Assume $C\subset \mathbb{P}^2$ is a smooth cubic curve. Then there is a cyclic triple cover $\pi: S\rightarrow \mathbb{P}^2$ ramified in $C$. Let $\sigma$ be the covering automorphism (sheet interchange automorphism) associated to $\pi$, i.e. $S/<\sigma>\cong\mathbb{P}^2$, here $\sigma^3=id$. If $H:=\pi^{*}l$ denotes the pullback of a line, then the canonical divisor of $S$ is $K_S=-H$ and $K_S^2=3$. So $S$ can also be seen as the blow up of $\mathbb{P}^2$ in 6 points and is therefore a cubic surface with the famous 27 lines on it.

Looking at the triple cover contruction the lines can be found the following way: $C$ has 9 points of inflection. The preimage of tangent line at such a point decomposes as $\pi^{-1}(l)=E\cup\sigma(E)\cup\sigma^2(E)$, where these are 3 (-1)-curves on $S$, so we get 9$\times$3=27 lines on $S$.

If $\pi: S\rightarrow \mathbb{P}^2$ is the triple cover and we pick 6 mutually skew lines $E_1,\cdots,E_6$ in the preimages of inflection lines, then there is a map $\phi: S \rightarrow \mathbb{P}^2$ such that $S$ is the blow up of $\mathbb{P}^2$ in 6 points $P_1,\cdots,P_6$ and the $E_i$ are the exceptional curves. The strict transforms of the lines in $\mathbb{P}^2$ containing two different points $P_i$ and $P_j$, $1\leq i < j \leq 6$ give 15 (-1)-curves $F_{i,j}$ on $S$. Finally there are six strict transforms of the conics $G_i$ in $\mathbb{P}^2$ containing the $P_j$ for $j\neq i$, $1\leq i \leq 6$.

What can we say about the images of the 27 lines under the automorphism $\sigma$? For example if we pick $E_1$ can we say which lines $\sigma(E_1)$ and $\sigma^2(E_1)$ are in terms of the $F_{i,j}$ and $G_j$, e.g something like $\sigma(E_1)=G_1$? Or is there any other description which tells us exactly which 3 lines are in a preimage of an inflection line?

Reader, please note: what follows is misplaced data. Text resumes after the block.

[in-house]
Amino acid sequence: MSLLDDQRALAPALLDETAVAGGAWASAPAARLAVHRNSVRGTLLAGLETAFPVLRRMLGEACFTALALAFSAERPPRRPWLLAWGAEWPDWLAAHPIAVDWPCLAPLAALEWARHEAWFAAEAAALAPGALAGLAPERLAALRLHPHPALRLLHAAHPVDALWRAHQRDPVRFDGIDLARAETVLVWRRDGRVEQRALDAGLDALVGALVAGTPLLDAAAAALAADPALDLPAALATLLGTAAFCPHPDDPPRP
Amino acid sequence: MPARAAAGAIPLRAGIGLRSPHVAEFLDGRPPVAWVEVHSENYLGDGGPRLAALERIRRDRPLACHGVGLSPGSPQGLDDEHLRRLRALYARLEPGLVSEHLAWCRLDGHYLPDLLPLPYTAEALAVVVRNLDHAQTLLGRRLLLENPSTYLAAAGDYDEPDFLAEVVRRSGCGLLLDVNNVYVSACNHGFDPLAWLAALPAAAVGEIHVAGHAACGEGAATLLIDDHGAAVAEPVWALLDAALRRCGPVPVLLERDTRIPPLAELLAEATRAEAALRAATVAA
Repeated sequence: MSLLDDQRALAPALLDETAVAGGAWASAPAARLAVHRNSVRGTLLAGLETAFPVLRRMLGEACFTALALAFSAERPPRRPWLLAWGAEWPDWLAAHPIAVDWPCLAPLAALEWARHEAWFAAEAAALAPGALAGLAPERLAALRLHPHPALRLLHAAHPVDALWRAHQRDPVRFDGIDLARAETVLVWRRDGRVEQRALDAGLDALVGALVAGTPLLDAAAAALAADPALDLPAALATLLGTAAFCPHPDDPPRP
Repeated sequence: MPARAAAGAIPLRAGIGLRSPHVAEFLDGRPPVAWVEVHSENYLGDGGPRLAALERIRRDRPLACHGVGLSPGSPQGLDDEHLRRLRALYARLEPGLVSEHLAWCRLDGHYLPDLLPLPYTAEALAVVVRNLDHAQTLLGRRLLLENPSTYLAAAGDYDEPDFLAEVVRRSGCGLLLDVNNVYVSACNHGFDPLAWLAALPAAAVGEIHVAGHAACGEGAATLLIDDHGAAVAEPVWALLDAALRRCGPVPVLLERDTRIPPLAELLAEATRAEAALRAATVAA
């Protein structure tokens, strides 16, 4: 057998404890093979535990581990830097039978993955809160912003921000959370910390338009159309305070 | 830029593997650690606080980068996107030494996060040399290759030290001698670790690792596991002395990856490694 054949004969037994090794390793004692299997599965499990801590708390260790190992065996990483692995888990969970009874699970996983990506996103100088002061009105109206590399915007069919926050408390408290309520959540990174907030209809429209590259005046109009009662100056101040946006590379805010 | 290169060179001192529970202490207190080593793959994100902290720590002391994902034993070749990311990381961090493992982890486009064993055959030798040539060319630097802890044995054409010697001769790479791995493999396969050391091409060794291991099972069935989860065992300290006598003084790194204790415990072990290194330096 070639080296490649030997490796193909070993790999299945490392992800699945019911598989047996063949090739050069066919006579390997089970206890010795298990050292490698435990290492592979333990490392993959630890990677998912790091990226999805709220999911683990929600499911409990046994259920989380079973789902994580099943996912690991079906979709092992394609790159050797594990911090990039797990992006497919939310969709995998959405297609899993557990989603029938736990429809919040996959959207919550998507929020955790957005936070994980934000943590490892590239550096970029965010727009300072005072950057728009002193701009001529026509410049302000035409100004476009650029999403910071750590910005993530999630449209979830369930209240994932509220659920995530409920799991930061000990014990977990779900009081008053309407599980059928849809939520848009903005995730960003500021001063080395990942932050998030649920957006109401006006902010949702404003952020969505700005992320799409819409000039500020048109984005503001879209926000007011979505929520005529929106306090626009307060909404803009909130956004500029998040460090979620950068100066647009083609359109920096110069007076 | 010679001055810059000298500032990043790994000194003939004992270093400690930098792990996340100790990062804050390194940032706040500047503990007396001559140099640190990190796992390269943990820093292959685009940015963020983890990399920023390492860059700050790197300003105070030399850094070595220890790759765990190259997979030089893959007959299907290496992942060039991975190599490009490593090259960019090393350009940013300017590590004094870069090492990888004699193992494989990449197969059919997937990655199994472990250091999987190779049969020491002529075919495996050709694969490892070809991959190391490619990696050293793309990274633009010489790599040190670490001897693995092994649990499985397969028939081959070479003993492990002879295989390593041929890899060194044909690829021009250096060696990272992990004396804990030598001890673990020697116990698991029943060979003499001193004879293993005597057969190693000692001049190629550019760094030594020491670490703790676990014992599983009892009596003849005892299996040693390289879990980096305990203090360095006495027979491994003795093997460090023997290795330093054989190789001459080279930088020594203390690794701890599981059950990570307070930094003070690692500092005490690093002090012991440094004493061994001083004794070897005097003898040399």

Background: I recently learned about the "Geiser involution": if one has a double cover $Y$ of $\mathbb{P}^2$ ramified in a smooth quartic $Q$, then $Y$ is the blow up of $\mathbb{P}^2$ in 7 points. $Y$ has 56 (-1)-curves, which arise in the preimages of the 28 bitangents to $Q$. The covering automorphism associated to $Y$ is called the "Geiser involution" and one can describe the images of the 56 (-1)-curves under this involution, see for example arxiv.org/pdf/math/0403245.pdf, Remark 3.3. So i was wondering if there is such a description for a cubic surface and its 27 lines.

  • $\begingroup$ I don't know if this remark is of any help, but the triple of lines $E_1$, $\sigma(E_1)$, $\sigma^2(E_1)$ is characterized by the fact that the three lines go through one point (the preimage of the flex). Also, the lines $E_1, \dots E_6$ project to 6 distinct inflection lines $l_1,\dots l_6$. A first step would be to understand whether any subset of the 9 inflection lines can occur as $l_1,\dots l_6$ $\endgroup$